The most polarizing City Hall figure in the past two decades is preparing a return bid.
As soon as Jan. 15, former Mayor Sam Adams could signal which of four Portland City Council seats on the May ballot interests him most, according to a half-dozen sources familiar with his thinking. (Adams declined to comment.)
Some close to Adams have urged him to challenge either Mayor Ted Wheeler or City Commissioner Chloe Eudaly.
Both incumbents are drifting toward re-election bids in listless fashion. Wheeler lost his campaign manager, recently announced he's getting a divorce, and has raised little money for his political war chest; Eudaly has neither hired a campaign manager nor filed the paperwork due by Jan. 15 to qualify for public financing.
"They're both vulnerable," says pollster John Horvick of DHM Research. "If you look at broad measures like 'right direction/wrong direction,' they are very, very low. There's just a lot of anger around homelessness and no clarity about what to do."
Also in play: the seat held by City Commissioner Amanda Fritz, who is retiring after three terms. But Adams has already pledged his support to the front-runner for that seat, Latino Network executive director Carmen Rubio.
Conversations with Adams insiders suggest his most likely target is the seat vacated by Commissioner Nick Fish's Jan. 2 death from cancer.
Adams would enjoy a name recognition advantage over a large field, including such potential candidates as former Multnomah County Commissioner Loretta Smith and Metro Councilor Sam Chase.
Two influential union leaders say they'd welcome Adams' candidacy, although neither expressed a preference for which race he enters.
"As mayor, Sam was an incredible advocate for janitors and low-wage workers," says Felisa Hagins, political director for Service Employees International Union Local 49. "It would be difficult for our union to count somebody out who's been such an amazing champion. We would welcome him with open arms into our process—whatever he decides to run for."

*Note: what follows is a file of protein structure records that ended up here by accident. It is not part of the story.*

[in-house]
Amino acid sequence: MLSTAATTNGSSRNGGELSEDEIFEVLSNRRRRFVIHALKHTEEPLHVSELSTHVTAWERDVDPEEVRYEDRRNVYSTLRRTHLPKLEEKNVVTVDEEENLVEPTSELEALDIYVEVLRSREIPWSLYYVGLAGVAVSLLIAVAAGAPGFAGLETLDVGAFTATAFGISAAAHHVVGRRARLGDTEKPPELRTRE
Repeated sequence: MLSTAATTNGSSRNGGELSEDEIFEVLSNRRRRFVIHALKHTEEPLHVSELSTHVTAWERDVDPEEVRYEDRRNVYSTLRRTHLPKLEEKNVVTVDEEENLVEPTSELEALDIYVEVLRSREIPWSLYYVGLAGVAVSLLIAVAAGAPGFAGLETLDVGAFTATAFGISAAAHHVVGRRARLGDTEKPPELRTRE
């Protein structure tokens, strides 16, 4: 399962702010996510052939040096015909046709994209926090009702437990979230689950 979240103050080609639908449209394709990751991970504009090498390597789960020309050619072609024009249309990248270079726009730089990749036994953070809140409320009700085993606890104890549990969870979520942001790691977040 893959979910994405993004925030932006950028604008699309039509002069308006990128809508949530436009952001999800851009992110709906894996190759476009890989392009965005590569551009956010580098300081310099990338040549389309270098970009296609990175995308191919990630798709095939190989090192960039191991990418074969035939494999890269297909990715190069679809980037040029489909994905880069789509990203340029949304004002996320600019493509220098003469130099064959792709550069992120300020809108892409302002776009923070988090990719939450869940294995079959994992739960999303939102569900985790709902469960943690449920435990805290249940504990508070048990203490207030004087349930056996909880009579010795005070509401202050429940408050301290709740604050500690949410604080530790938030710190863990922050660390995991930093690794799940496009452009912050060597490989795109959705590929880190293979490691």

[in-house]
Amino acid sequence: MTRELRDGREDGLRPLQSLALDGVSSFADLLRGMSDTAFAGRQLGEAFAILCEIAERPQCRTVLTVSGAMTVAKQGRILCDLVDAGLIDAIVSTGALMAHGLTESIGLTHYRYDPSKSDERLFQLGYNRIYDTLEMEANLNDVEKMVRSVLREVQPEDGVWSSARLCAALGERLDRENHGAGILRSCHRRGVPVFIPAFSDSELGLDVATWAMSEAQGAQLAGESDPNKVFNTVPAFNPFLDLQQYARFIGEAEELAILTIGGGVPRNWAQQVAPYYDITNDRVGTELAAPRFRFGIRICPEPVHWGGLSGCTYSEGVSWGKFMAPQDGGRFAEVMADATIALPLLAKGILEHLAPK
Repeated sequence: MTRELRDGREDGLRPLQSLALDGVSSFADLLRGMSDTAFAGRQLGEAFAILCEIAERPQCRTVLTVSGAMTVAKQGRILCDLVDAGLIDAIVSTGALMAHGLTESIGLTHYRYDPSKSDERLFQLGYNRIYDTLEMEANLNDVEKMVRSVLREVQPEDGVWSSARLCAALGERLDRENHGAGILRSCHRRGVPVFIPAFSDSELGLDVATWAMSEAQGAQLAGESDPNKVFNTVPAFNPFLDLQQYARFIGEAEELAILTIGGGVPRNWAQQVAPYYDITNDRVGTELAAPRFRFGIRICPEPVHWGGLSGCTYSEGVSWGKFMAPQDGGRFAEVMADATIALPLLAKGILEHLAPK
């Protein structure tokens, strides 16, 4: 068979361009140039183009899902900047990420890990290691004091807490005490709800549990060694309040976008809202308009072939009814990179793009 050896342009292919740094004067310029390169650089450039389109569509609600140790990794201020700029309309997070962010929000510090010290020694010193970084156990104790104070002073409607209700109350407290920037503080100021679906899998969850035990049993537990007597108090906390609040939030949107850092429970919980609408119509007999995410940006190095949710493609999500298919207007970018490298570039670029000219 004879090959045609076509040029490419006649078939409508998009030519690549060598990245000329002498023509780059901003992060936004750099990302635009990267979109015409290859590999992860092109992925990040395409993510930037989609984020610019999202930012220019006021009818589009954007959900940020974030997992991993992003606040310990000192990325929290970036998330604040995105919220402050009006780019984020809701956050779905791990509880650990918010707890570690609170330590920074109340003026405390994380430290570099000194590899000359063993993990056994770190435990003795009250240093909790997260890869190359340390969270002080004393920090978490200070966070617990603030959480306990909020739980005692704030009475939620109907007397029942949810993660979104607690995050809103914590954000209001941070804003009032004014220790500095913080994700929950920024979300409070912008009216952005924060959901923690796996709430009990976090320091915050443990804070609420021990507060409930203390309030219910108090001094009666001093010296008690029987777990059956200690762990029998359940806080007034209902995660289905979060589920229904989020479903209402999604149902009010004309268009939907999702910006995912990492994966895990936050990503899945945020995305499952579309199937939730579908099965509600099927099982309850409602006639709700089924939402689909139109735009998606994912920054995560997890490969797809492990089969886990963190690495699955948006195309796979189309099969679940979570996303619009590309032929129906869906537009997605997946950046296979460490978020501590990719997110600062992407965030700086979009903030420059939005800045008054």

Lt. Alan Ferschweiler, president of the Portland Firefighters Association, says he and his union would also like to see Adams on the ballot.
"We have enjoyed a great relationship with Sam," Ferschweiler says. "He was respectful and civil, both to the unions and all city employees. We'd love to see him back in City Hall."
The question is whether Portland voters are willing to welcome back an often divisive figure whose energy and ambition sometimes created conflict.
Len Bergstein, a longtime City Hall lobbyist and observer, dealt regularly with Adams when Adams served as chief of staff to Mayor Vera Katz for more than a decade and while Adams was city commissioner and mayor. Bergstein notes the city has changed significantly since Adams left office and that a whole new cadre of leaders has emerged, many of them women and people of color who are poised to run for Fish's seat.
Bergstein, a close friend of Fish's, says the outpouring of affection for the late commissioner shows that what voters want in his replacement is somebody with Fish's conciliatory, diplomatic approach. He's not sure Adams can fill that void.
"I'm skeptical," Bergstein says. "He will have to prove he's a different and more mature version of what people saw when he was last in office. "
Adams, 56, who served as mayor from 2009 to 2013, is also perhaps the most accomplished leader to hold that position since his mentor, Katz, left office in 2005 after three terms. As mayor, Adams extended the Portland Streetcar to the eastside, expanded bicycle infrastructure, brought the Portland Timbers back to town, and introduced curbside composting.
But a scandal over his relationship with a young man named Beau Breedlove tainted his tenure. Although Adams survived two recall attempts, he did not run for a second term.
Adams rebuilt his reputation, serving first as executive director of the City Club of Portland and then at a high level at the World Resources Institute, a Washington, D.C., nonprofit.
His rehabilitation crashed in November 2017, however, when his former mayoral scheduler, Cevero Gonzalez, accused Adams of sexual harassment in a letter to the City Council. Adams was then working for WRI but lost that job after WW reported on Gonzalez's letter. (Neither Adams nor the institute would comment on his departure.)
Horvick says despite the baggage he would carry into any comeback, Adams retains a considerable base of support.
"I think he's still well known to voters," says Horvick. "Are they receptive? Sam is a polarizing figure. I don't think that's changed. People will remember his accomplishments and the scandals that went along with them."
Adams' allies say he would like to qualify for the city's new public campaign financing program. The Jan. 15 filing deadline for Wheeler's, Eudaly's and Fritz's seats puts a tight timeline on his decision. Although Fish's seat will also appear on the same May 19 ballot as those other races, candidates to replace Fish have until Feb. 7 to file for public financing—another reason Adams will probably move in that direction.
"People are anxious for action," Horvick says. "And whatever else Sam brings, he brings that."